Into this already perilous situation came a new dire threat - some kind of mysterious force destroying the ships one by one. The book's main protagonist, the courageous woman Captain of the ship Beta-2, heard a desperate plea for help from another ship and went to help. There she discovered that the destruction was caused by a mysterious being living in deep space, and that its destructive acts were not deliberate malice but miscalculated efforts to communicate with humans, who were completely beyond all its experience. Shouting "Stop!", the Captain managed to establish communications with the deep space being, and make it stop, saving her own ship and most of the others.
To her shock and surprise, the deep space being spoke in her mind, saying "I love you" - having learned from her mind what humans understood by "love" and in a way transformed itself into a "he". The ensuing encounter left her pregnant, and eventually giving birth to a Wonder Child - the being which the student would much later encounter. However, a woman being pregnant was a clear violation of the Judges' "Norm", as on the ships new humans were born only artificially, being chosen by prospective parents in the genetic "market" referred to in the ballad. Thus, after giving birth the Captain was judged and executed. And having thus completely overthrown the Captains' authority. the Judges and their followers embarked on a wholesale hunt and extermination of all misfits. Eventually, only those fitting the "Norm" were left - their descendants being completely degenerate at the journey's end.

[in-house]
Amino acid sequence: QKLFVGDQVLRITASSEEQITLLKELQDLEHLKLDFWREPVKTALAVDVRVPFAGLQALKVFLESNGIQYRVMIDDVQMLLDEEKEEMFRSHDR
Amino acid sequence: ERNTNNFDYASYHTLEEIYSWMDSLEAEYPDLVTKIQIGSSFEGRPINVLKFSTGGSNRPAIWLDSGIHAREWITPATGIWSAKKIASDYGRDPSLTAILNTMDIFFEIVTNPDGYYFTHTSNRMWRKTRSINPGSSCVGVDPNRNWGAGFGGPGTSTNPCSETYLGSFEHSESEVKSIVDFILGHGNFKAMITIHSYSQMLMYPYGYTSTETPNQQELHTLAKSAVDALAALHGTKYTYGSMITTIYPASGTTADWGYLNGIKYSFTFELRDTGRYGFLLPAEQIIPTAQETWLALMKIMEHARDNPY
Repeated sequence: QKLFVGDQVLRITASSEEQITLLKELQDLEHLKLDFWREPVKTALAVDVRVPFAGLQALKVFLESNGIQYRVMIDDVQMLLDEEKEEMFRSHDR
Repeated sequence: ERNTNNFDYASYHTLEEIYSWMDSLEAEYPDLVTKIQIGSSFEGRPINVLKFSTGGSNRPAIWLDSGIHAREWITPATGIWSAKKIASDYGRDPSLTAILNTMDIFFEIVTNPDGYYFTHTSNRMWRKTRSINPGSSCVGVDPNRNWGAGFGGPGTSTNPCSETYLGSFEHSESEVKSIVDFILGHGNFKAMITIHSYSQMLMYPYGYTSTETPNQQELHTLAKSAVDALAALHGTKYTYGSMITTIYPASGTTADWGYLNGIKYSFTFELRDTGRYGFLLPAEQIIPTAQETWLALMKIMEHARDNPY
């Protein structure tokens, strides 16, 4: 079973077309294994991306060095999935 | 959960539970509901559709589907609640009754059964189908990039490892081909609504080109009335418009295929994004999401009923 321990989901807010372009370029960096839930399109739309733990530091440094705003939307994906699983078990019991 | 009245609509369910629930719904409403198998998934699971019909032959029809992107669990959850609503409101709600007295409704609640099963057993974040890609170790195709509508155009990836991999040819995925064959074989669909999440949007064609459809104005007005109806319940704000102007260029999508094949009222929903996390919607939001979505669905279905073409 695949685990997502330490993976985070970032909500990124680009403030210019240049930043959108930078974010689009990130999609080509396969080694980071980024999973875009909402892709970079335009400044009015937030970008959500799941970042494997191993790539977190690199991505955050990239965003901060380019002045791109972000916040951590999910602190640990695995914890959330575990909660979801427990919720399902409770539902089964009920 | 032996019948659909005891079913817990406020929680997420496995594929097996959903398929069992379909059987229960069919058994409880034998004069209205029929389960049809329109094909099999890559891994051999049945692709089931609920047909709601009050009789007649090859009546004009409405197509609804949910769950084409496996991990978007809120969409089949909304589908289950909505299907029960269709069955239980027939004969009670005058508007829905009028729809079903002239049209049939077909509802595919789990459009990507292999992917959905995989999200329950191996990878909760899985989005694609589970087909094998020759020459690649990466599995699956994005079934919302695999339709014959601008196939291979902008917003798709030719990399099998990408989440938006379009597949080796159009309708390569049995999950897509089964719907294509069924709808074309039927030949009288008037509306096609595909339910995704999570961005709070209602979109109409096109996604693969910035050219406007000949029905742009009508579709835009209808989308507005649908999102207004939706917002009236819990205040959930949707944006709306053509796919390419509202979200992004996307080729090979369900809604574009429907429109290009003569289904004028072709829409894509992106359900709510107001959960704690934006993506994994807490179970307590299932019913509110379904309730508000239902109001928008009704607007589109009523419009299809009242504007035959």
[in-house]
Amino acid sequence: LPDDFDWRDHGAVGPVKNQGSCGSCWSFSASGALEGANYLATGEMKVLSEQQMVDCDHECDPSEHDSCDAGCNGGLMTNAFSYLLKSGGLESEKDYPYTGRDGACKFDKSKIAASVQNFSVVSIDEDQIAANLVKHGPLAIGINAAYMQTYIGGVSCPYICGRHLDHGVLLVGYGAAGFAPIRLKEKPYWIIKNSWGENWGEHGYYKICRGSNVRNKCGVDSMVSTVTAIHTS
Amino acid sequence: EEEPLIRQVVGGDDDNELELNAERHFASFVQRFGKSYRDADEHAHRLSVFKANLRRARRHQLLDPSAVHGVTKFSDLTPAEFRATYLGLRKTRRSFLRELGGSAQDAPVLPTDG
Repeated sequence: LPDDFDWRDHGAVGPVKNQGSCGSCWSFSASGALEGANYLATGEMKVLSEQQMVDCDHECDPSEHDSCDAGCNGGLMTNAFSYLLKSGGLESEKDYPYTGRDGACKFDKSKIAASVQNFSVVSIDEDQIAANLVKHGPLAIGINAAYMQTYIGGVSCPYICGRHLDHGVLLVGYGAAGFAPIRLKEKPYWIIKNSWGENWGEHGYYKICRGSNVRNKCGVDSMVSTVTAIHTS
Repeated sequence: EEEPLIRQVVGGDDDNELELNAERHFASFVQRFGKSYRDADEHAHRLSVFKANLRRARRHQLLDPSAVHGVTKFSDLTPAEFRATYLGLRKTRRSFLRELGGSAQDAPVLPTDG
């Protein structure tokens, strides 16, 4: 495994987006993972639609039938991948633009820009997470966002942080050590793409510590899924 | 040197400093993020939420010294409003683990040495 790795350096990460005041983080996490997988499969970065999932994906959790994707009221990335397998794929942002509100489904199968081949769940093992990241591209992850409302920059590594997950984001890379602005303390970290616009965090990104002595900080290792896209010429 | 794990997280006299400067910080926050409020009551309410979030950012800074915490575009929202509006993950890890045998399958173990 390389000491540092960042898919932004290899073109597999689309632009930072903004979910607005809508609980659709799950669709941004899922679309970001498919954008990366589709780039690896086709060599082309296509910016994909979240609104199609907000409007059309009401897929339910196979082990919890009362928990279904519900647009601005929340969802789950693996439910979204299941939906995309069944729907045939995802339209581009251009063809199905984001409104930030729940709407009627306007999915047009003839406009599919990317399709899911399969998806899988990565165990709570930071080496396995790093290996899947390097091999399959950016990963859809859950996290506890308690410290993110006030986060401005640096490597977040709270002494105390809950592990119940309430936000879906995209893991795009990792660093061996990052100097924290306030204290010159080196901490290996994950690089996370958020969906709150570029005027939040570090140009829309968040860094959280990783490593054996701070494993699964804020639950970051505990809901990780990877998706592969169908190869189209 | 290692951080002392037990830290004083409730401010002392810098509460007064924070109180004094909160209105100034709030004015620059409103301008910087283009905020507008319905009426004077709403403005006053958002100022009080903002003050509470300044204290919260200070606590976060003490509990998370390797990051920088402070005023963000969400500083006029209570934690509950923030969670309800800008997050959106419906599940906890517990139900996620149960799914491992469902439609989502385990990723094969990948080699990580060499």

However, the Miracle Child, born of the Deep Space being and the Captain, was there - able and willing to greatly facilitate spaceborne Humanity in making contact with newly discovered alien species and cultures.
The book's plot includes, in effect, a re-enactment of some of the main themes of Christian theology - the Annunciation, Mary becoming miraculously pregnant and her giving birth to the miraculous Jesus Christ. The similarity is made explicit at the end of the book, with the book's Miracle Child stating "I and My Father are One" - repeating words uttered by Jesus. However, in this re-telling of the story it is the Mary-analogue who is in effect Crucified and martyred, rather than her son.
- Barbour 1979, p. 161.
- Clute and Nicholls 1995, p. 315.
- Tuck 1974, p. 136.
- New Testament, John 10:30
- Barbour, Douglas (1979). Worlds Out Of Words: The SF Novels of Samuel R. Delany. Frome, Somerset, UK: Bran's Head Books Ltd. ISBN 978-0-905220-13-0.
- Clute, John; Nicholls, Peter (1995). The Encyclopedia of Science Fiction (2 ed.). New York: St. Martin's Griffin. ISBN 0-312-13486-X.
- Tuck, Donald H. (1974). The Encyclopedia of Science Fiction and Fantasy. Chicago: Advent. ISBN 0-911682-20-1.